The Theosophical Forum – May 1941


Seek this wisdom by doing service, by strong search, by questions and humility. — Bhagavad-Gita

To ask a question, is commonly supposed to be one of the easiest things in the world; but is this so certain? Dull-witted people, whose interests are mainly centered in material things, go through life confronted at every step by problems of vital importance, and yet they never seem to reach the point of being able to make a clear-cut statement of their difficulty in the form of a question, a proceeding which not infrequently evokes the answer that is sought.

The vague perplexity of those animal-minded people, whom Pythagoras called "the living dead," may be compared to the effect of burning gun-powder in the open air — a few faint puffs, a flash, a little smoke, and nothing more. But when a man of more advanced development faces a problem which is vitally important for him to solve, it is like a man with a rifle, who rams his charge into the barrel and takes aim at a definite target. The dynamic demand of a man of this type is marked by concentration and direction.

A true question is not a negative thing: it is more than an intellectual void, a hole in the mind. A true question is an appeal to the Higher Law, and contains within itself that positive force for attracting its answer to which Madame Blavatsky refers in her dedication to The Secret Doctrine. "This work I dedicate to all true theosophists, in every country, and of every race, for they called it forth, and for them it was recorded."

Theosophists of past ages, like single drops before a shower, were coming back for reincarnation in ever-increasing numbers, and were eagerly looking around for a modern restatement of that which had been their support in lives long since gone by. Scattered here and there over the earth, and for the most part unknown to each other, they actually succeeded in making an appeal which was collectively of sufficient intensity to induce the custodians of the Old Wisdom Religion to impart a generous measure of the stored-up wealth which they hold in trust for future humanity.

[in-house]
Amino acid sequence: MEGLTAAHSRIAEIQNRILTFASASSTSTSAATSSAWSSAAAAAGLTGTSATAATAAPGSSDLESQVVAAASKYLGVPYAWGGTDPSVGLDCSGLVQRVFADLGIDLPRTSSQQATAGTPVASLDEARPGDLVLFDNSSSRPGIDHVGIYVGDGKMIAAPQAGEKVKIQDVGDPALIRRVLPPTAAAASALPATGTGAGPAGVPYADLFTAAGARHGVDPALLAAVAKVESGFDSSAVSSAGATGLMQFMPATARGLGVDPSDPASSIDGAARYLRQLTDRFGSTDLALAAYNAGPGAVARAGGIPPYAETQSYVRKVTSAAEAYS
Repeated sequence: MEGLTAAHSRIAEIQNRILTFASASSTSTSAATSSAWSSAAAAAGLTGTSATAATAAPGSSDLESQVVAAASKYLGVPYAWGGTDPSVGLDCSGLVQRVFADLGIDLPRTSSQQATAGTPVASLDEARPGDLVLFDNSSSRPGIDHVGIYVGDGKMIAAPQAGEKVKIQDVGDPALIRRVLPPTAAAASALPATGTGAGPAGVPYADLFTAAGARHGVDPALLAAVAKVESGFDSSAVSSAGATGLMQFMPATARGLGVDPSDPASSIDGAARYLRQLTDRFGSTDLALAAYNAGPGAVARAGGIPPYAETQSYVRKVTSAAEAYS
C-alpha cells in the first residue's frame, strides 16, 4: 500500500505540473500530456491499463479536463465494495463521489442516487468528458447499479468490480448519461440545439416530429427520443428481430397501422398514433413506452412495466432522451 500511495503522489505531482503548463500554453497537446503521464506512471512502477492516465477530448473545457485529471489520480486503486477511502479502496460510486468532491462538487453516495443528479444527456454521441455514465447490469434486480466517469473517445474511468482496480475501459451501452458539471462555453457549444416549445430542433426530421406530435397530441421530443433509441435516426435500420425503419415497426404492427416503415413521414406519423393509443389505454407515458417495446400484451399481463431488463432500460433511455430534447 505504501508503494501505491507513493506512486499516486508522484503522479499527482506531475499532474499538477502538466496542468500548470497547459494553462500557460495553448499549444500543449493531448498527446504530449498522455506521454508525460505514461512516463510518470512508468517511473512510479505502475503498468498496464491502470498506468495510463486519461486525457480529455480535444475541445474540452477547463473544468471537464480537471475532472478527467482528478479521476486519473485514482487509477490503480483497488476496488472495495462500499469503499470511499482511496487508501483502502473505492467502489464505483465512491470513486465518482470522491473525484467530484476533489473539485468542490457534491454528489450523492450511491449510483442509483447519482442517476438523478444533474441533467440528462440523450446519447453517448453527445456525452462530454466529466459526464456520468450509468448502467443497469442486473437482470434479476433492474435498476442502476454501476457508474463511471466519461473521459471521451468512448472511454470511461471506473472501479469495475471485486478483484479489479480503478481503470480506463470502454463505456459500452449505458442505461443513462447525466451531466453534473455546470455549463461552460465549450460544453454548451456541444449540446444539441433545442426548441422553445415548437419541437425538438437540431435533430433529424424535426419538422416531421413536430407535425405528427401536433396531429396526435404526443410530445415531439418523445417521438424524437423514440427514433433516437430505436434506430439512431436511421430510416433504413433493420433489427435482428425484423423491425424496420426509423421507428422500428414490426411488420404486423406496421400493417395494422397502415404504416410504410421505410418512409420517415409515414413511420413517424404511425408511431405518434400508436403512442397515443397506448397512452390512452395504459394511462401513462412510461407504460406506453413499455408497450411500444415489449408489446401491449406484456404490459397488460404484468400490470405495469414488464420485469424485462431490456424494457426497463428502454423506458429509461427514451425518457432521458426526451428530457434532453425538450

These experienced guardians never make the mistake, so common among other teachers, of answering questions before they are asked; but when we are goaded on to desperation by insistent need, to the point of formulating a question, and ask it in the right way, they impart out of their treasury with no niggard hand.

Our very consciousness of a void within, which no accumulation of material things or merely intellectual learning can satisfy, is a clear proof of that spark of Divinity which sleeps within the clod of animal man,

Irks care the crop-full bird?
Frets doubt the maw-crammed beast?

The measure of our dissatisfaction is the measure of our inward greatness, and contains the promise of our ultimately receiving the answers to the questions that we put.

Theosophical University Press Online Edition